Market News & Headlines >> Inside the Ag Census: Illinois

Last week, we went inside the Ag Census to look at changes in farm structure in Iowa. Today, we dig back into the census to look at Iowa’s neighbor to the east and rival in corn and soybean production, Illinois.

We see a lot of the trends we observed in Iowa in Illinois as well. For instance, the proportion of farmland that is rented versus owned in Illinois decreased marginally, from 70% in 2007 to 69% in 2012, as the amount of land owned and farmed rose faster than the amount rented and farmed.

From 2007 to 2012, the average age of principal operators increased from 56.2 to 57.8 years old in Illinois. We also saw a similar consolidation of farms in the two states: Illinois maintained roughly the same number of operators, decreasing less than 2%, from 111,089 in 2007 to 109,123 in 2012. However, those operators managed significantly fewer farms, which dropped 16.5%, 25,577 in 2007 to 21,338 in 2012. These data suggest that the average farmer in these states is working more land per farm.

One major difference between Iowa and Illinois was the change in grain storage capacity. Iowa modestly increased its storage capacity in the five years between censuses, from 1.76 million bushels to 1.78 million. Illinois, on the other hand, actually reduced its storage capacity from 1.35 million bushels in 2007 to 1.33 million in 2012. This came as some surprise, especially with the possibility of a large corn crop this year, but the explanation lies in the earlier discussion regarding farm consolidation. The storage capacity per farm increased significantly, from 52,933 to 62,228, a 17.6% jump but with fewer farms, some storage facilities no doubt were shut down.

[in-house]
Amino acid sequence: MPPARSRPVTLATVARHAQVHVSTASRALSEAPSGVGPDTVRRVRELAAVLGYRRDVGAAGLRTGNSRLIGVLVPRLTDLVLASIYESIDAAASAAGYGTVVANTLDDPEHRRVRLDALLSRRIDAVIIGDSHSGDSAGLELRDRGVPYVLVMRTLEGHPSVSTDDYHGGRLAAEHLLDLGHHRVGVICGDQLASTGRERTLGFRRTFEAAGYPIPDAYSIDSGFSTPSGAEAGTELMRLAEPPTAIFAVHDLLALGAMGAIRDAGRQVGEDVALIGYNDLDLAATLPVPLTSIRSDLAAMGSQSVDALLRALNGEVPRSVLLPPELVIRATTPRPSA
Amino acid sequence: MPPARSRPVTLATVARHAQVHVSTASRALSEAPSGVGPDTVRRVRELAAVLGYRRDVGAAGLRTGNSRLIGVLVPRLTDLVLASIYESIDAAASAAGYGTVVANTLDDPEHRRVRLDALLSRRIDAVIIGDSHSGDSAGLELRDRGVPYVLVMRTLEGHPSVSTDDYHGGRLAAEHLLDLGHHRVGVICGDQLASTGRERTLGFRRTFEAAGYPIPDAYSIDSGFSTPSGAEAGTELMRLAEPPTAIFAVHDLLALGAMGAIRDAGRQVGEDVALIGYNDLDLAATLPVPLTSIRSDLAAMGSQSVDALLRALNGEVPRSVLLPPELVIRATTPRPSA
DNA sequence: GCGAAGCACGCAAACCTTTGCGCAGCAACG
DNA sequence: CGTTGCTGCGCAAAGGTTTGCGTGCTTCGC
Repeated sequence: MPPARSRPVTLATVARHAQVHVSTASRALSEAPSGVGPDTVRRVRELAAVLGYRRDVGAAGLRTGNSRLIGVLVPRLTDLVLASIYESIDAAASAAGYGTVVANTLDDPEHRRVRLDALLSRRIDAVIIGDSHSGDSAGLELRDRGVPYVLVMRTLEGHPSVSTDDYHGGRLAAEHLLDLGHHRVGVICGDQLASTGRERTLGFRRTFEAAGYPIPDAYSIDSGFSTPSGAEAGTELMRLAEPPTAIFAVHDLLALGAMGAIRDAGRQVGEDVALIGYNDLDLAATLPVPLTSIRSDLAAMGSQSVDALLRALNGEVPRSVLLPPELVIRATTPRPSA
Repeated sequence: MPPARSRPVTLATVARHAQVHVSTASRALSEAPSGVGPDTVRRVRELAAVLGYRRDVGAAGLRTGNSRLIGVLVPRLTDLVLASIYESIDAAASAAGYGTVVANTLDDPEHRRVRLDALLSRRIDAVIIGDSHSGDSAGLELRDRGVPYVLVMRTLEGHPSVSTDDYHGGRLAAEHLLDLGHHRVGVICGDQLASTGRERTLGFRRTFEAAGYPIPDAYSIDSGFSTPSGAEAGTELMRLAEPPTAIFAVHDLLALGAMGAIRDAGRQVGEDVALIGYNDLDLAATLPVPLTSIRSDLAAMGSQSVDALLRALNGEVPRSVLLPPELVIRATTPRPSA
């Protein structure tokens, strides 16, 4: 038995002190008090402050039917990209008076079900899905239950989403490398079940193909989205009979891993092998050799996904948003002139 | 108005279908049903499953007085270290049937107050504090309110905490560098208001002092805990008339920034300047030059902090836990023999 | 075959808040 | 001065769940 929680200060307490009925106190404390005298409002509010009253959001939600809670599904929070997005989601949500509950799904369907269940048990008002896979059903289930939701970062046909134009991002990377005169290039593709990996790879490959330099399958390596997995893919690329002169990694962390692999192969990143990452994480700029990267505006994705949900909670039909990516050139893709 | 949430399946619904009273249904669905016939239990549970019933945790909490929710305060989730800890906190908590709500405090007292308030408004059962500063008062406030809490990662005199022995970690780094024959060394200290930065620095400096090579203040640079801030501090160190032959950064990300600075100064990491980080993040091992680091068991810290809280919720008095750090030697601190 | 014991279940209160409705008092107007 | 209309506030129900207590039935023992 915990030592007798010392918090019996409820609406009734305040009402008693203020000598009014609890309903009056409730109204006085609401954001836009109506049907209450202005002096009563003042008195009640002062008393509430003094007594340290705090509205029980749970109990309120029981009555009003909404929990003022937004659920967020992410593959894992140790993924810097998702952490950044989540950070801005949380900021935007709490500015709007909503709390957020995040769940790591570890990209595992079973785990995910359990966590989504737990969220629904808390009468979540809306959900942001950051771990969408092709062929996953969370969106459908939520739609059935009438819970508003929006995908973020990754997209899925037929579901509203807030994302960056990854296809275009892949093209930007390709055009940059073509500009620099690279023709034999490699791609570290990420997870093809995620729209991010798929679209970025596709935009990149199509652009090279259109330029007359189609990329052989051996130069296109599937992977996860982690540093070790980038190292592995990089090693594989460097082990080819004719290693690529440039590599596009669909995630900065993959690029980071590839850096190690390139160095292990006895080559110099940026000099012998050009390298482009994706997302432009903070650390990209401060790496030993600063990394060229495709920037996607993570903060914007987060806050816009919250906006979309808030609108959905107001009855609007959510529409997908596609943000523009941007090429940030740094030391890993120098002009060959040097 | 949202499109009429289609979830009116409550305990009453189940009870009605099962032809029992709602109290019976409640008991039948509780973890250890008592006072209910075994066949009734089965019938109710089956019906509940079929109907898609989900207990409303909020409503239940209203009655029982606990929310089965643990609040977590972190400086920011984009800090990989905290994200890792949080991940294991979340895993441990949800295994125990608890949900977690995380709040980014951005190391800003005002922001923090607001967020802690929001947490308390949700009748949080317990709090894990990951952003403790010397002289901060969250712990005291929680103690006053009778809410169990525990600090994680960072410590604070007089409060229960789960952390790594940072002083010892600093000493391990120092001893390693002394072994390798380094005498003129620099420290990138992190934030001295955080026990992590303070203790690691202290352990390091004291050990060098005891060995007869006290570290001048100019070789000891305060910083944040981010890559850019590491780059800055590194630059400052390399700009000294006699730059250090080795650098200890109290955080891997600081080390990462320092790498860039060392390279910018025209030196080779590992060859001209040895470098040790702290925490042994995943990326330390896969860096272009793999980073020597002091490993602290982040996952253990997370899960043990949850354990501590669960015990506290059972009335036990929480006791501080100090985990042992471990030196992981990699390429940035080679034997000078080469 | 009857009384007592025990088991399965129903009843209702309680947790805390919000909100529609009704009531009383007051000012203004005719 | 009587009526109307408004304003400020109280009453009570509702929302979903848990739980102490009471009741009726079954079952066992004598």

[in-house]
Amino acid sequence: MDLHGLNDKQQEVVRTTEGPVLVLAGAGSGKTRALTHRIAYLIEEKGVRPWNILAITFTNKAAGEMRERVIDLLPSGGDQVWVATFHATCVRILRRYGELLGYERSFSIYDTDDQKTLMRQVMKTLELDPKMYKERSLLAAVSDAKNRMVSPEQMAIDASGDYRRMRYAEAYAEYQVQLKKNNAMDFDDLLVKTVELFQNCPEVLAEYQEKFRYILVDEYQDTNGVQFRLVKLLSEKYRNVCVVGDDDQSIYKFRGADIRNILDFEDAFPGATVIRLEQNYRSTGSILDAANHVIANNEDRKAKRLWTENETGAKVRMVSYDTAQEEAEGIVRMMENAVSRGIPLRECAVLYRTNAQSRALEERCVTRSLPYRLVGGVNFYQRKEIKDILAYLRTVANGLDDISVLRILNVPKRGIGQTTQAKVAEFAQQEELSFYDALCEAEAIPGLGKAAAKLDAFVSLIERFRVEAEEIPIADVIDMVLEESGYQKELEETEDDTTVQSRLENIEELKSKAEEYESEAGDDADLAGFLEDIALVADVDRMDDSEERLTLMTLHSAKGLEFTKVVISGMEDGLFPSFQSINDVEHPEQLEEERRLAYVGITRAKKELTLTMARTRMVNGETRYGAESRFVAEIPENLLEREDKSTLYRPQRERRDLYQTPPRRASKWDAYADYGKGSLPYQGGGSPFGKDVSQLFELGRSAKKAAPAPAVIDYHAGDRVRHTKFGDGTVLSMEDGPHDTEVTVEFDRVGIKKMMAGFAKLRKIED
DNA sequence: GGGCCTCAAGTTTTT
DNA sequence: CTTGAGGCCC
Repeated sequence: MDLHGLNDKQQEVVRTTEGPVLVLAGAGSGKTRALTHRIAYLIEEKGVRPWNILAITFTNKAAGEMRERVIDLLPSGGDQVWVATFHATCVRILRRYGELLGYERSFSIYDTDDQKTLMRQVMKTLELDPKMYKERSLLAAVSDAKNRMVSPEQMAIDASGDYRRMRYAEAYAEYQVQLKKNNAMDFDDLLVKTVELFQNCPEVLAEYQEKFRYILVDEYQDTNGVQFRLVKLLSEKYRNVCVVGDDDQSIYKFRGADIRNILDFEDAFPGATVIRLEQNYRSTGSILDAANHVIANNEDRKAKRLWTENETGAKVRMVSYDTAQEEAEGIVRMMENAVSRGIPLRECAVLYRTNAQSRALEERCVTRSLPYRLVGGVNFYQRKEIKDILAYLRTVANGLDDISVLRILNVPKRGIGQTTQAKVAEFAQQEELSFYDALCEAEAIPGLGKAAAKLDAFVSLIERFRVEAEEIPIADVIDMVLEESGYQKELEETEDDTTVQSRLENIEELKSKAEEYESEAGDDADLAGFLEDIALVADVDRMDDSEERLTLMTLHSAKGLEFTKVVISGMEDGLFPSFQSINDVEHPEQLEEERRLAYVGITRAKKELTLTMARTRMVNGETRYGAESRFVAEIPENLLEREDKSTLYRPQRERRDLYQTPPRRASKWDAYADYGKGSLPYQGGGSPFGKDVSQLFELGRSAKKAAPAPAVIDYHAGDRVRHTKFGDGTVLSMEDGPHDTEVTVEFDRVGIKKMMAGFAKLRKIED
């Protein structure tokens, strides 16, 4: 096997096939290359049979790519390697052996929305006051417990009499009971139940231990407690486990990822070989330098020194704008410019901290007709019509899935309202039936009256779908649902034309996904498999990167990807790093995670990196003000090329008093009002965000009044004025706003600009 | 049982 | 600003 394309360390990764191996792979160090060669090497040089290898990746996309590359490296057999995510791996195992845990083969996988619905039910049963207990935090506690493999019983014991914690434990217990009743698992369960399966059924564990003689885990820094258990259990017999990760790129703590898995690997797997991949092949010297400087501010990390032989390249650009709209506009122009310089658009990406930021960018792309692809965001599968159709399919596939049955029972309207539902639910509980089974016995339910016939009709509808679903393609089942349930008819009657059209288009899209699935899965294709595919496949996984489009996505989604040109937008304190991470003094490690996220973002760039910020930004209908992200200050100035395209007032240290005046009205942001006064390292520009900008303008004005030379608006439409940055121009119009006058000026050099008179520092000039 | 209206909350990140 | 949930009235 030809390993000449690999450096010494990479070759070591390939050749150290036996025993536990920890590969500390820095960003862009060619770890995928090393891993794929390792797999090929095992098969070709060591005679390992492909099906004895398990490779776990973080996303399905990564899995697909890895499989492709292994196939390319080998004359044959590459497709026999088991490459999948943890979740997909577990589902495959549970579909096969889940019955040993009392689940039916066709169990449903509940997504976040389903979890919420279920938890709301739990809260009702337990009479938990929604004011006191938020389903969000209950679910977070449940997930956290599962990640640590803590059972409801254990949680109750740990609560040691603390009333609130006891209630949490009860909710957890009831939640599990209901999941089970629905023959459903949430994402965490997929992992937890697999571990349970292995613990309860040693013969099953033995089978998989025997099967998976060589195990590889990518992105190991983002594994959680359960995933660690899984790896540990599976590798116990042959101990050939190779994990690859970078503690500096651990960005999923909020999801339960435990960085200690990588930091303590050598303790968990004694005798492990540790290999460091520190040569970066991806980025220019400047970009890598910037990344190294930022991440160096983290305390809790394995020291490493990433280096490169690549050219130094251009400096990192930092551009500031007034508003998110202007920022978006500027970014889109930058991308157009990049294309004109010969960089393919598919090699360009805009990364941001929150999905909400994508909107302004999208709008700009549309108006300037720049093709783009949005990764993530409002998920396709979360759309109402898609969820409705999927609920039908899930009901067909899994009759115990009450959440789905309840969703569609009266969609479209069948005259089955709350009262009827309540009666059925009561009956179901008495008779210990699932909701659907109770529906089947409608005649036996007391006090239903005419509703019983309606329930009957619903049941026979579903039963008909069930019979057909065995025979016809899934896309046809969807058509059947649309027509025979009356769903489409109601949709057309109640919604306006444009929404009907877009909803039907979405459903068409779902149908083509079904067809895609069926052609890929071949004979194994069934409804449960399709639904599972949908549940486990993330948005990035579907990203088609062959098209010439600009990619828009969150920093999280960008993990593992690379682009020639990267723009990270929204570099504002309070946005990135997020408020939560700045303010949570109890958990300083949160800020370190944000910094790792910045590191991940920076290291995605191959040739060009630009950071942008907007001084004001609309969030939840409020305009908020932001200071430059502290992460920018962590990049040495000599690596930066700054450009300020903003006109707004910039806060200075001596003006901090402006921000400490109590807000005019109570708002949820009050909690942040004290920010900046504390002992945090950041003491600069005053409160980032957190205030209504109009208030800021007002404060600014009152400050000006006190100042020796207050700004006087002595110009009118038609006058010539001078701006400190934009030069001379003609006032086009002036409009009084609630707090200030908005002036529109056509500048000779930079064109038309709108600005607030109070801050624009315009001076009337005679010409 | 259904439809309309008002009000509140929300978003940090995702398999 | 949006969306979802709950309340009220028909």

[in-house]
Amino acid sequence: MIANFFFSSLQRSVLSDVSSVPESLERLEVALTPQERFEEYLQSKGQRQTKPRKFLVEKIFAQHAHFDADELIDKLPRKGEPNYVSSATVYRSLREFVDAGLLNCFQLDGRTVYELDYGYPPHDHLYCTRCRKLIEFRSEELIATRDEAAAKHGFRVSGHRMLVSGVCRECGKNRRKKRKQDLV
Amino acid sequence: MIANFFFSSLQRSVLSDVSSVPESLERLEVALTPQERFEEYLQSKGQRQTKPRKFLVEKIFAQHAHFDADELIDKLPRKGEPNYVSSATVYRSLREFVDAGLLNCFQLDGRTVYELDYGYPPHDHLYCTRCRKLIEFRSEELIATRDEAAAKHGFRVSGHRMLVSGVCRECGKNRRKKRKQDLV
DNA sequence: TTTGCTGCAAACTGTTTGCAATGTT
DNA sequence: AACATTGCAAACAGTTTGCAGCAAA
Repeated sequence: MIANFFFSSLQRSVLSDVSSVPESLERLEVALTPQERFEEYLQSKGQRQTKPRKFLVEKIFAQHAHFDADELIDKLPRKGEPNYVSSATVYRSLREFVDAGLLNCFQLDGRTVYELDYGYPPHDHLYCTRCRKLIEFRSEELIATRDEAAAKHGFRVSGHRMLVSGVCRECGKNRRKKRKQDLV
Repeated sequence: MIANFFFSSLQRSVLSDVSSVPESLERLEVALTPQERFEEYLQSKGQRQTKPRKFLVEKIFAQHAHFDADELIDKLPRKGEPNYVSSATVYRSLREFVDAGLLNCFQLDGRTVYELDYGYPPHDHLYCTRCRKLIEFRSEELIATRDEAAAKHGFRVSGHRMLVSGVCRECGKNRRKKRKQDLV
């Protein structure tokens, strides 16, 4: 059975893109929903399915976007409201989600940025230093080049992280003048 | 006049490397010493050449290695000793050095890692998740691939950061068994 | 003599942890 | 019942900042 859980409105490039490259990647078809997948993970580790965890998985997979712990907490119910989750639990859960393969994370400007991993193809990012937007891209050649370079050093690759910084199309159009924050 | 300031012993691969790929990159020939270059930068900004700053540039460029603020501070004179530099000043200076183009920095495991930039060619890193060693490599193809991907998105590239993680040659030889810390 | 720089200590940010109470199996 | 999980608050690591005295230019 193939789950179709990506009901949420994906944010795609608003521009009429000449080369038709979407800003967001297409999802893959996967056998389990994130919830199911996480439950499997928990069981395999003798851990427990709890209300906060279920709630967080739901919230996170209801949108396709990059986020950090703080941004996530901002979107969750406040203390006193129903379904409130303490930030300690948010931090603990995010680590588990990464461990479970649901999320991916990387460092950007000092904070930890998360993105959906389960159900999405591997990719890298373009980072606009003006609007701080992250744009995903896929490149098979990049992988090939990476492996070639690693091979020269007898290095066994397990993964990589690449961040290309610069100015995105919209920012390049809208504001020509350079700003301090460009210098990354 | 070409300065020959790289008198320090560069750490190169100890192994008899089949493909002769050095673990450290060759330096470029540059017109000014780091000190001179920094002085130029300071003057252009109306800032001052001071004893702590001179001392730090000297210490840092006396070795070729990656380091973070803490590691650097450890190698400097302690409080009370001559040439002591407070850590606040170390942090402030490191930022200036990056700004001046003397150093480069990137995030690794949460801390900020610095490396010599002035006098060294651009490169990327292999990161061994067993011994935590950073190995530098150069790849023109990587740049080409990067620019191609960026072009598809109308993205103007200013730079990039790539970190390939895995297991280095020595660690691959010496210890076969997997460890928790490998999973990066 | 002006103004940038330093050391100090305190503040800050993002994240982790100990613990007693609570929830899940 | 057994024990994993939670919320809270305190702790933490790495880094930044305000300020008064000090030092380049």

Illinois is also aberrant in its distribution of that storage area. Using a metric developed by Brock Associates, we compared each county in Illinois in terms of its total production of corn and soybeans and its acreage of rented land (which theoretically would not have as much storage built on it) against the total amount of grain storage. The results showed that Illinois had a few counties with surprisingly low volume of storage compared against production and rented land. Iroquois county was the furthest outlier, off from the average of our metric by more than four standard deviations. Champaign, McLean, and La Salle counties also scored highly, suggesting that these counties might feel more pressure to move their crop quickly come harvest time. Our conclusion is there are localized factors, such as investor ownership, that cause the aberration to be not statistically significant.